Political economists describe the process whereby government officials end up being the servants rather than the masters of the firms they are regulating as the “capture” by the industry of their regulators. When regulators are captured, much of what they do is motivated, consciously or not, by a desire to help the companies they are regulating, even when the social goals that the regulators should pursue are very different.
A famous illustration of capture is given by the way airlines were regulated under the Civil Aeronautics Board (CAB) from 1940 to 1978. Large airlines of those times, like American and Delta, naturally had a strong incentive to try to keep new airlines from entering the industry. As a compliant ally of the airline industry, the CAB did not approve one new interstate airline during this almost 40-year period. Many airlines entered the industry when President Carter abolished the CAB, and some of the old standbys, such as Pan Am and Eastern, ceased operations because they could not adjust to a competitive environment.
An economically disastrous example of the capture theory is provided by the disgraceful regulation of the two mortgages housing behemoths, Fannie Mae and Freddie Mac, before and leading up to the financial crisis. In their fascinating recent book, Reckless Endangerment, Gretchen Morgenson and Joshua Rosner explore in great detail how Fannie Mae used political connections and intimidation of anyone who stood in their way to gain a highly dominant position in the residential mortgage market. The authors’ show that various government officials, including congressmen and presidential cabinet members, closed their eyes to what these two government-supported enterprises (GSE) were doing. They allowed them to take on enormous risks, while publicly defending their behavior as not being highly risky.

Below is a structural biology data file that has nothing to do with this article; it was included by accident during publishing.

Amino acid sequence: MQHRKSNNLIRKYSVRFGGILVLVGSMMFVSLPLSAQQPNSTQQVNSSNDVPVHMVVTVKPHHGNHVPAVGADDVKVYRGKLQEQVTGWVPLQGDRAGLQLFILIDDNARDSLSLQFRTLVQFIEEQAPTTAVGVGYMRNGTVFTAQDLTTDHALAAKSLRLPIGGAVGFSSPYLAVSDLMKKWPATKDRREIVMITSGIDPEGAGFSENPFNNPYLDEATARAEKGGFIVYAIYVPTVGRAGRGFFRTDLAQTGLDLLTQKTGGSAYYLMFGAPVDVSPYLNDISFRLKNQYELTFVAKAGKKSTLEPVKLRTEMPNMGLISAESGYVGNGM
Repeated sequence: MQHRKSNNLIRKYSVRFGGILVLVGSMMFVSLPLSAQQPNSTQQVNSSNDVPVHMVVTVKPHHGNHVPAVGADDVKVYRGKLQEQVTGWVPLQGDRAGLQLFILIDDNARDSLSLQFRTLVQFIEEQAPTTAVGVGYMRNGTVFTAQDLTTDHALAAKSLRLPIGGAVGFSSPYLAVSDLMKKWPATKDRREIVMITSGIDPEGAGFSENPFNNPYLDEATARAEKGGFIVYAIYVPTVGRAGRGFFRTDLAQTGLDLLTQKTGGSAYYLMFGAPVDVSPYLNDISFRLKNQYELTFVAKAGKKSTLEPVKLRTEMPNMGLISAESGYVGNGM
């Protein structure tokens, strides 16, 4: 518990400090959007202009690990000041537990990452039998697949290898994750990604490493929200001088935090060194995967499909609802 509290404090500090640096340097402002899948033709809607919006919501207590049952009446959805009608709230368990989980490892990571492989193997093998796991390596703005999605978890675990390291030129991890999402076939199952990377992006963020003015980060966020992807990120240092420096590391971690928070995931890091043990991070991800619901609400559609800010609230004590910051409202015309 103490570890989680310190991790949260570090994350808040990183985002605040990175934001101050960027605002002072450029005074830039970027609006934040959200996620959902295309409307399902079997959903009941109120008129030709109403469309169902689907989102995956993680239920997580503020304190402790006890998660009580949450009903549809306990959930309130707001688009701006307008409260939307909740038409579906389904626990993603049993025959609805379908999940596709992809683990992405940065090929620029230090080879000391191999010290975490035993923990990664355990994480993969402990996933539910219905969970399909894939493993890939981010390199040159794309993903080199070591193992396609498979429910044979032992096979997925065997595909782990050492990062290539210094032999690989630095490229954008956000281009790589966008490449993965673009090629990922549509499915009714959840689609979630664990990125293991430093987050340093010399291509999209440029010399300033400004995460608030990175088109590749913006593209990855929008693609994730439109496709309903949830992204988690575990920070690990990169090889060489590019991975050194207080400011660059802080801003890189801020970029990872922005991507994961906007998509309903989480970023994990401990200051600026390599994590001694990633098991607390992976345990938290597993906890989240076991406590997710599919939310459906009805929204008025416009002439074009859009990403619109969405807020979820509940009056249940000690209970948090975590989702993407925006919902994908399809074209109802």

(photo credit: Carrie Cizauskas)